Question:

5) Consider a disk with the following specifications: 512 bytes sector size, 8 double sided platters (2 surfaces per platter), 5000 tracks per surface, 100 sectors per track, average seek time of 10 msec, and the disk rotates at 5400 revolutions per minute (rpm). Which of the following is the correct combination of number of cylinders, average rotational delay, and transfer rate (if an entire track of data can be transferred per revolution of disk)?

a) 5000 cylinders, 5.55 milliseconds, 4.5 KB
b) 5000 cylinders, 4.5 milliseconds, 12 KB
c) 4000 cylinders, 5.55 milliseconds, 10 KB
d) 4000 cylinders, 2 milliseconds, 2.5 KB

a) 5000 cylinders, 5.55 milliseconds, 4.5 KB

Discussion:

Given,
Number of platters                -        8
Tracks per disk surface         -        5000
Sectors per track                    -        100
Sector size                               -        512 bytes
Average seek time                -        10 msec
rpm                                        -        5400.

Number of cylinders is same as the number of tracks. Hence, the number of cylinders is 5000.
The average rotational delay is half of the rotation time. One complete rotation takes 1/5400 in a minute = (1/5400) * 60 seconds = 0.0111 seconds = 11.1 milliseconds. The average rotational delay = 11.1/2 = 5.55 msec (approx).
We need the capacity of the track to find the transfer rate. The capacity of the track can be found as follows;
Number of bytes per track = bytes per sector * sectors per track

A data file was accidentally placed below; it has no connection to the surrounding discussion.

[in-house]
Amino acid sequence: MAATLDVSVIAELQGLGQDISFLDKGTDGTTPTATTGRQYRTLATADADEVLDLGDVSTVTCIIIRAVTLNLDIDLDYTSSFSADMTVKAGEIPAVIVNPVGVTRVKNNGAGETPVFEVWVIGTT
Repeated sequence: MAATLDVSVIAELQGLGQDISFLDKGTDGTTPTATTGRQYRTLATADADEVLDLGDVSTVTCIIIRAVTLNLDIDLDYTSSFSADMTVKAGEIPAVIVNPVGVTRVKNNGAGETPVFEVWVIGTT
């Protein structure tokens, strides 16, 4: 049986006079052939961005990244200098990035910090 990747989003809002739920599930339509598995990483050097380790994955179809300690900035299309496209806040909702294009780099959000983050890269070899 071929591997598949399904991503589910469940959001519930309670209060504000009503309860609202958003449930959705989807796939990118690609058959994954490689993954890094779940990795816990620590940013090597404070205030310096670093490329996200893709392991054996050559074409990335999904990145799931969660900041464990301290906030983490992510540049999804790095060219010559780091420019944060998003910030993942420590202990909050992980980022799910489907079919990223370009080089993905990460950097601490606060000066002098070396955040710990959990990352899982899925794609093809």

= 512 * 100 = 51200 bytes = 50 KB.
We know that, from above, the time for one complete rotation is 11.1 milliseconds. Hence, the transfer rate is 50 KB/11.1 milliseconds = 4.5 KB/msec (approx.).

Find the capacity of a hard disk in database, How many recrods can be stored in a hard disk track? Which of the following is the correct combination of capacity of track, capacity of each surface, and capacity of disk?

Question:

4) Consider a disk with a sector size of 512 bytes, 14409 tracks per surface, 16947 sectors per track, 8 double-sided platters, and an average seek time of 9 ms. Which of the following is the correct combination of capacity of track, capacity of each surface, and capacity of disk (approximately)?

a) 100 MB, 200 GB, and 2 TB
b) 8 MB, 116 GB and 2 TB
c) 8 MB, 200 GB and 1 TB
d) 80 MB, 116 GB and 1 TB

b) 8 MB, 116 GB and 2 TB

Discussion:

Given,
Sector size                                                  - 512 bytes
Number of sectors per track                    – 16947
Number of tracks per surface                  14409
Number of platters                                   8 double-sided

Capacity of a track = sector size * number of sectors per track
= 512 * 16947 = 8 MB approx.
Capacity of each surface = capacity of track * number of tracks per surface
= (512*16947) * 14409 = 116 GB approx.
Capacity of the disk = capacity of each surface * number of platters * number  of pages per platter
= 116 GB * 8 * 2 = 2 TB approx.

Simple introduction to Naive Bayes classifier

Simple introduction to Naive Bayes classifier What is Naive Bayes Classifier? A Naive Bayes classifier is a probabilistic classifier ...